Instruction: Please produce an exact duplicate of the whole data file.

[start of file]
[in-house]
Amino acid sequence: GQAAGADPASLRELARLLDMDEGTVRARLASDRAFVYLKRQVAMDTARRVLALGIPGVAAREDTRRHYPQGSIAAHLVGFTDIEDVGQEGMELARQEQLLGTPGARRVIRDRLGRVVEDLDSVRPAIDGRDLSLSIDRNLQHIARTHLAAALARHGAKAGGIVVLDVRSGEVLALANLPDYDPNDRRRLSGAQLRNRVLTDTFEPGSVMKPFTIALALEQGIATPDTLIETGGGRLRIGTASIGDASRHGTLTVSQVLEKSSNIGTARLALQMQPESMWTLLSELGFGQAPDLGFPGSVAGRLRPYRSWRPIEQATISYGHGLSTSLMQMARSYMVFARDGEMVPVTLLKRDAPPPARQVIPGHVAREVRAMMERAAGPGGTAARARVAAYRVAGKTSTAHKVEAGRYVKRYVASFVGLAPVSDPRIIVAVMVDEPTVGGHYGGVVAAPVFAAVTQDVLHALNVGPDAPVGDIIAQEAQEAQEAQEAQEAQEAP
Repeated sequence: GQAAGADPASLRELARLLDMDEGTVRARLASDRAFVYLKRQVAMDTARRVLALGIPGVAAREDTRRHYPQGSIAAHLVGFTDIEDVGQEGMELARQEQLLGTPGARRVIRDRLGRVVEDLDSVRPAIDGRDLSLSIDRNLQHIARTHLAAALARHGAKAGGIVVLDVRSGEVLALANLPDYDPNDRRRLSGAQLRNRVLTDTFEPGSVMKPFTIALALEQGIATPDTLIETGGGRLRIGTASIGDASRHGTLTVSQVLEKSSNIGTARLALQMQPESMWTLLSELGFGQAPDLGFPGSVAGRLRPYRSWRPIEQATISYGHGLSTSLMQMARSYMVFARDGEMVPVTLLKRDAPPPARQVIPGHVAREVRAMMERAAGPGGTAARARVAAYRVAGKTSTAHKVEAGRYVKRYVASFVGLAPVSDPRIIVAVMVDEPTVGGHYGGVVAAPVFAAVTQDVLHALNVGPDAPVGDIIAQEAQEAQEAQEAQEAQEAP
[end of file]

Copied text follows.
[in-house]
Amino acid sequence: GQAAGADPASLRELARLLDMDEGTVRARLASDRAFVYLKRQVAMDTARRVLALGIPGVAAREDTRRHYPQGSIAAHLVGFTDIEDVGQEGMELARQEQLLGTPGARRVIRDRLGRVVEDLDSVRPAIDGRDLSLSIDRNLQHIARTHLAAALARHGAKAGGIVVLDVRSGEVLALANLPDYDPNDRRRLSGAQLRNRVLTDTFEPGSVMKPFTIALALEQGIATPDTLIETGGGRLRIGTASIGDASRHGTLTVSQVLEKSSNIGTARLALQMQPESMWTLLSELGFGQAPDLGFPGSVAGRLRPYRSWRPIEQATISYGHGLSTSLMQMARSYMVFARDGEMVPVTLLKRDAPPPARQVIPGHVAREVRAMMERAAGPGGTAARARVAAYRVAGKTSTAHKVEAGRYVKRYVASFVGLAPVSDPRIIVAVMVDEPTVGGHYGGVVAAPVFAAVTQDVLHALNVGPDAPVGDIIAQEAQEAQEAQEAQEAQEAP
Repeated sequence: GQAAGADPASLRELARLLDMDEGTVRARLASDRAFVYLKRQVAMDTARRVLALGIPGVAAREDTRRHYPQGSIAAHLVGFTDIEDVGQEGMELARQEQLLGTPGARRVIRDRLGRVVEDLDSVRPAIDGRDLSLSIDRNLQHIARTHLAAALARHGAKAGGIVVLDVRSGEVLALANLPDYDPNDRRRLSGAQLRNRVLTDTFEPGSVMKPFTIALALEQGIATPDTLIETGGGRLRIGTASIGDASRHGTLTVSQVLEKSSNIGTARLALQMQPESMWTLLSELGFGQAPDLGFPGSVAGRLRPYRSWRPIEQATISYGHGLSTSLMQMARSYMVFARDGEMVPVTLLKRDAPPPARQVIPGHVAREVRAMMERAAGPGGTAARARVAAYRVAGKTSTAHKVEAGRYVKRYVASFVGLAPVSDPRIIVAVMVDEPTVGGHYGGVVAAPVFAAVTQDVLHALNVGPDAPVGDIIAQEAQEAQEAQEAQEAQEAP